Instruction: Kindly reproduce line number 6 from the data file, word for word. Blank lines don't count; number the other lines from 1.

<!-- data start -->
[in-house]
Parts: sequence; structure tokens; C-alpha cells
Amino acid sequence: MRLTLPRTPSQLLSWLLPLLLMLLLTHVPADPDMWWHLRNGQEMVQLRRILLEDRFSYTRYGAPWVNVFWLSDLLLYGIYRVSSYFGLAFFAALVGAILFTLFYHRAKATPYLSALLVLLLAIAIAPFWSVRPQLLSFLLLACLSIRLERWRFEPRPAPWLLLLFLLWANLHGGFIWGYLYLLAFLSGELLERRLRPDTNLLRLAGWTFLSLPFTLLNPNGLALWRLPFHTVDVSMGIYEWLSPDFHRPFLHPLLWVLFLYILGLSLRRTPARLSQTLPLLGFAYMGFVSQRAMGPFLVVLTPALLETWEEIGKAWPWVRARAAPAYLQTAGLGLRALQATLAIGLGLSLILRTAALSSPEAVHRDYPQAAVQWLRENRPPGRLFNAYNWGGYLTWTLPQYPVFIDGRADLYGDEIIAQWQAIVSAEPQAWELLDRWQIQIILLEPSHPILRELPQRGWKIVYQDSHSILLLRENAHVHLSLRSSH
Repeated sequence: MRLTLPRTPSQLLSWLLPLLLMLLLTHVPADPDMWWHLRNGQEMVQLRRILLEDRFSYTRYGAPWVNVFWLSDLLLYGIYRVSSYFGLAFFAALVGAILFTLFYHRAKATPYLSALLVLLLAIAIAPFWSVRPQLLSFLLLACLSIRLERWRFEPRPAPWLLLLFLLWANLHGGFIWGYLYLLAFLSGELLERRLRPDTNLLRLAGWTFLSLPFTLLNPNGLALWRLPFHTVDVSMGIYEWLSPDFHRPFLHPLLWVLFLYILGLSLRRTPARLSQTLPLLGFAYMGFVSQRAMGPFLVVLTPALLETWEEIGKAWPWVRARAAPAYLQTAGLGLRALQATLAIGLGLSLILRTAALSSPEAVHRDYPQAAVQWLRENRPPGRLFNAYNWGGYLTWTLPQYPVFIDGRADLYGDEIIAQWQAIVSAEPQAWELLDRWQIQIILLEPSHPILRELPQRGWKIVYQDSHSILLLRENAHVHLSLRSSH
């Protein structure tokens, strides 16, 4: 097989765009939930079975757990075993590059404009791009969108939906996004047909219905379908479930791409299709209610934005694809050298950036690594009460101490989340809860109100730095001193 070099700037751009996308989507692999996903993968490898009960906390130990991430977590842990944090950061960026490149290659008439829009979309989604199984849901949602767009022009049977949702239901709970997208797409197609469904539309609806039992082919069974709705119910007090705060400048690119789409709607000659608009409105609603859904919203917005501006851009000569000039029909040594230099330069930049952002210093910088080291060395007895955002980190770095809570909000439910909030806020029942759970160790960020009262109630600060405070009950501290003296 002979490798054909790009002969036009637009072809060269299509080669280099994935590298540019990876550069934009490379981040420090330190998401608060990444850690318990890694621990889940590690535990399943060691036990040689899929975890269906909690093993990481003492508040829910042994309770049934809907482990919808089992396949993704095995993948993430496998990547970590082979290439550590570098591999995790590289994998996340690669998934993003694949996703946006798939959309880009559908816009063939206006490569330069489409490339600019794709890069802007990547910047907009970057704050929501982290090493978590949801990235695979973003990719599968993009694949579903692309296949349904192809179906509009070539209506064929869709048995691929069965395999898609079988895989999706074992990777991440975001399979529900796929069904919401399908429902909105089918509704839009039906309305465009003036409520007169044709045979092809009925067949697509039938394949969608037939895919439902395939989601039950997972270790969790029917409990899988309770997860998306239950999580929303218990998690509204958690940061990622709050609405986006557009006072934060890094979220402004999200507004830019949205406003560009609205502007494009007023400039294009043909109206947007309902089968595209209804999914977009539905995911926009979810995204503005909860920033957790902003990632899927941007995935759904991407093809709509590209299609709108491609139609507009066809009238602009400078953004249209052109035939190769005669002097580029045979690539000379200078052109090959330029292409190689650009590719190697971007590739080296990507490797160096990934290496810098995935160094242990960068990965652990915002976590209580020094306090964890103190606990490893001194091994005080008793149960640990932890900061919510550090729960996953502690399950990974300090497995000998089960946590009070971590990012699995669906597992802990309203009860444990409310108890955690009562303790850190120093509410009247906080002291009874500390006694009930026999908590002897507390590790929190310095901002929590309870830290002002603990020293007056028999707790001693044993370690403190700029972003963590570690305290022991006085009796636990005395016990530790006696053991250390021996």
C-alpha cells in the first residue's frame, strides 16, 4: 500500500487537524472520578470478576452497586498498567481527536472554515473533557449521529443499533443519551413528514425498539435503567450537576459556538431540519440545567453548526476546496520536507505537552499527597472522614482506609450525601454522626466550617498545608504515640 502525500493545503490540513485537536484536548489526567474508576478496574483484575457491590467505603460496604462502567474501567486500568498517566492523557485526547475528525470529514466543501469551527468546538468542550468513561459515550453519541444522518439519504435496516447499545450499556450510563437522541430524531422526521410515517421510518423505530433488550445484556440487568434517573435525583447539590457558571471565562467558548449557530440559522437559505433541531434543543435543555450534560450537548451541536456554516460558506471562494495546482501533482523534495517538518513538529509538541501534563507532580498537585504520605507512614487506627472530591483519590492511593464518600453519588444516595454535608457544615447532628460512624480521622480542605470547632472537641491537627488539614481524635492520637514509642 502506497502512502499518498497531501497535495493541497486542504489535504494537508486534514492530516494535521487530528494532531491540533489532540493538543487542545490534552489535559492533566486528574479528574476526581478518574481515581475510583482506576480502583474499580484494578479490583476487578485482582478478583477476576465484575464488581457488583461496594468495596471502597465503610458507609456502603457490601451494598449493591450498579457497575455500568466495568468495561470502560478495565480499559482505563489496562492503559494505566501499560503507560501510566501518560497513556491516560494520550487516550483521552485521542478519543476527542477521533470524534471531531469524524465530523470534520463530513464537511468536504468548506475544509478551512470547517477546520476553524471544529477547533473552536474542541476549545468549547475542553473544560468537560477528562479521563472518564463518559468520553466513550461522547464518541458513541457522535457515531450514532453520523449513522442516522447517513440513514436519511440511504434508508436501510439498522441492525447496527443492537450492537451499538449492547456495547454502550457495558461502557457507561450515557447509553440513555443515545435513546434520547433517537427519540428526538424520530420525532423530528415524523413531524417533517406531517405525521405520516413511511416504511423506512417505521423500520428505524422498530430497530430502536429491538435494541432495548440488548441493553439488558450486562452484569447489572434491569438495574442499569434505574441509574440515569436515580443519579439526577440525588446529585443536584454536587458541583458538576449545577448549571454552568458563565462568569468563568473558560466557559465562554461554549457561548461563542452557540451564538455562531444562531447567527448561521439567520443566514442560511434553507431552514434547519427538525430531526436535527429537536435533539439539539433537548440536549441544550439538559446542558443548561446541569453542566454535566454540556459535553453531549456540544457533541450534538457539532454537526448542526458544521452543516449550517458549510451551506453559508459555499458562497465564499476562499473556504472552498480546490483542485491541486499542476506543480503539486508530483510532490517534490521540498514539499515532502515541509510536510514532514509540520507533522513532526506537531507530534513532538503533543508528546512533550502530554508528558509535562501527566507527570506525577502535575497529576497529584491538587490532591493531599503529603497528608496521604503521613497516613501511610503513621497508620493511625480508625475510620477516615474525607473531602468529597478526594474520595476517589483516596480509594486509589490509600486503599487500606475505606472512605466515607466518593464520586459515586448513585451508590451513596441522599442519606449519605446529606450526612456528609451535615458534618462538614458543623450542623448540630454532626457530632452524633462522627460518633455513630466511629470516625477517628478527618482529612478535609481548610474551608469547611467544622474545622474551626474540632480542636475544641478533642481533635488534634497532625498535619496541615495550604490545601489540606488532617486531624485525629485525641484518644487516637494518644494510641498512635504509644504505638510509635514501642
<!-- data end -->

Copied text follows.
C-alpha cells in the first residue's frame, strides 16, 4: 500500500487537524472520578470478576452497586498498567481527536472554515473533557449521529443499533443519551413528514425498539435503567450537576459556538431540519440545567453548526476546496520536507505537552499527597472522614482506609450525601454522626466550617498545608504515640 502525500493545503490540513485537536484536548489526567474508576478496574483484575457491590467505603460496604462502567474501567486500568498517566492523557485526547475528525470529514466543501469551527468546538468542550468513561459515550453519541444522518439519504435496516447499545450499556450510563437522541430524531422526521410515517421510518423505530433488550445484556440487568434517573435525583447539590457558571471565562467558548449557530440559522437559505433541531434543543435543555450534560450537548451541536456554516460558506471562494495546482501533482523534495517538518513538529509538541501534563507532580498537585504520605507512614487506627472530591483519590492511593464518600453519588444516595454535608457544615447532628460512624480521622480542605470547632472537641491537627488539614481524635492520637514509642 502506497502512502499518498497531501497535495493541497486542504489535504494537508486534514492530516494535521487530528494532531491540533489532540493538543487542545490534552489535559492533566486528574479528574476526581478518574481515581475510583482506576480502583474499580484494578479490583476487578485482582478478583477476576465484575464488581457488583461496594468495596471502597465503610458507609456502603457490601451494598449493591450498579457497575455500568466495568468495561470502560478495565480499559482505563489496562492503559494505566501499560503507560501510566501518560497513556491516560494520550487516550483521552485521542478519543476527542477521533470524534471531531469524524465530523470534520463530513464537511468536504468548506475544509478551512470547517477546520476553524471544529477547533473552536474542541476549545468549547475542553473544560468537560477528562479521563472518564463518559468520553466513550461522547464518541458513541457522535457515531450514532453520523449513522442516522447517513440513514436519511440511504434508508436501510439498522441492525447496527443492537450492537451499538449492547456495547454502550457495558461502557457507561450515557447509553440513555443515545435513546434520547433517537427519540428526538424520530420525532423530528415524523413531524417533517406531517405525521405520516413511511416504511423506512417505521423500520428505524422498530430497530430502536429491538435494541432495548440488548441493553439488558450486562452484569447489572434491569438495574442499569434505574441509574440515569436515580443519579439526577440525588446529585443536584454536587458541583458538576449545577448549571454552568458563565462568569468563568473558560466557559465562554461554549457561548461563542452557540451564538455562531444562531447567527448561521439567520443566514442560511434553507431552514434547519427538525430531526436535527429537536435533539439539539433537548440536549441544550439538559446542558443548561446541569453542566454535566454540556459535553453531549456540544457533541450534538457539532454537526448542526458544521452543516449550517458549510451551506453559508459555499458562497465564499476562499473556504472552498480546490483542485491541486499542476506543480503539486508530483510532490517534490521540498514539499515532502515541509510536510514532514509540520507533522513532526506537531507530534513532538503533543508528546512533550502530554508528558509535562501527566507527570506525577502535575497529576497529584491538587490532591493531599503529603497528608496521604503521613497516613501511610503513621497508620493511625480508625475510620477516615474525607473531602468529597478526594474520595476517589483516596480509594486509589490509600486503599487500606475505606472512605466515607466518593464520586459515586448513585451508590451513596441522599442519606449519605446529606450526612456528609451535615458534618462538614458543623450542623448540630454532626457530632452524633462522627460518633455513630466511629470516625477517628478527618482529612478535609481548610474551608469547611467544622474545622474551626474540632480542636475544641478533642481533635488534634497532625498535619496541615495550604490545601489540606488532617486531624485525629485525641484518644487516637494518644494510641498512635504509644504505638510509635514501642